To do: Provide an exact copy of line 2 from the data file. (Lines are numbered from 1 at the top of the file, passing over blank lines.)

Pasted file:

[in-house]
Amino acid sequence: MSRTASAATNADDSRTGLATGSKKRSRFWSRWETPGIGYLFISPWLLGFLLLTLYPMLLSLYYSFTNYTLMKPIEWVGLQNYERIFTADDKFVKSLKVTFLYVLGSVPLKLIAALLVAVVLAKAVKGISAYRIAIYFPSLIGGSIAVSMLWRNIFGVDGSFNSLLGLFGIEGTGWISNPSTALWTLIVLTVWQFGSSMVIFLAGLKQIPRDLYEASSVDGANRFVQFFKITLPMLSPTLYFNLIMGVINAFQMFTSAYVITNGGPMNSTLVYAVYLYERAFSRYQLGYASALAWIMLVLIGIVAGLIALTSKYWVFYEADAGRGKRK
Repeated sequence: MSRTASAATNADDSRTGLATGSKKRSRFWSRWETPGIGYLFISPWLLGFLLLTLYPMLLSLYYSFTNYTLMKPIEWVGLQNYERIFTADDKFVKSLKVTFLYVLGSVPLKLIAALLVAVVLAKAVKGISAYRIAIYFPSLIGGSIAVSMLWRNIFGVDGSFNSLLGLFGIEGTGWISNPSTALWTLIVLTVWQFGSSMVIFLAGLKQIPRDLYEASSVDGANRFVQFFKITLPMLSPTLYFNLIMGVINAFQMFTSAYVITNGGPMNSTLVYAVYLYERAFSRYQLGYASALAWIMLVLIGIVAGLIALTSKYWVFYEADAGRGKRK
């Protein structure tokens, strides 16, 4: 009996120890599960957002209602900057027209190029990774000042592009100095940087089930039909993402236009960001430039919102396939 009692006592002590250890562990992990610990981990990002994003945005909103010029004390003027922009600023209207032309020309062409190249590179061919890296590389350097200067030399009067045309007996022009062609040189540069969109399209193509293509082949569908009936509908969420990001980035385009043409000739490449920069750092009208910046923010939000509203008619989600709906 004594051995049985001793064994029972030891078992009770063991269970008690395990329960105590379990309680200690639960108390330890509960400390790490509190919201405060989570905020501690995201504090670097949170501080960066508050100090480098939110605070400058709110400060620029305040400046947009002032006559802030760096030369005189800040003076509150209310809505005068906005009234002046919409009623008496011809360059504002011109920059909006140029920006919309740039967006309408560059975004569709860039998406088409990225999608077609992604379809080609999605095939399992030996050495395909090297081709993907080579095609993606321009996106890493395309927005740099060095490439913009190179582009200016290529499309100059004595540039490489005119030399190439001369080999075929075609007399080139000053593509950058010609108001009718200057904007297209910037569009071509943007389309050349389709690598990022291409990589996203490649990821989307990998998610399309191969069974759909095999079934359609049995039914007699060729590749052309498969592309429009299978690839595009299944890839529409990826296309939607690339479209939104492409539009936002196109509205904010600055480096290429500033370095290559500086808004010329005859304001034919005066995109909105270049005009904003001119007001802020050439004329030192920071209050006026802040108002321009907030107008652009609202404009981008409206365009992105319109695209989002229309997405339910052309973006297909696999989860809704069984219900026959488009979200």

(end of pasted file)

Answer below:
Amino acid sequence: MSRTASAATNADDSRTGLATGSKKRSRFWSRWETPGIGYLFISPWLLGFLLLTLYPMLLSLYYSFTNYTLMKPIEWVGLQNYERIFTADDKFVKSLKVTFLYVLGSVPLKLIAALLVAVVLAKAVKGISAYRIAIYFPSLIGGSIAVSMLWRNIFGVDGSFNSLLGLFGIEGTGWISNPSTALWTLIVLTVWQFGSSMVIFLAGLKQIPRDLYEASSVDGANRFVQFFKITLPMLSPTLYFNLIMGVINAFQMFTSAYVITNGGPMNSTLVYAVYLYERAFSRYQLGYASALAWIMLVLIGIVAGLIALTSKYWVFYEADAGRGKRK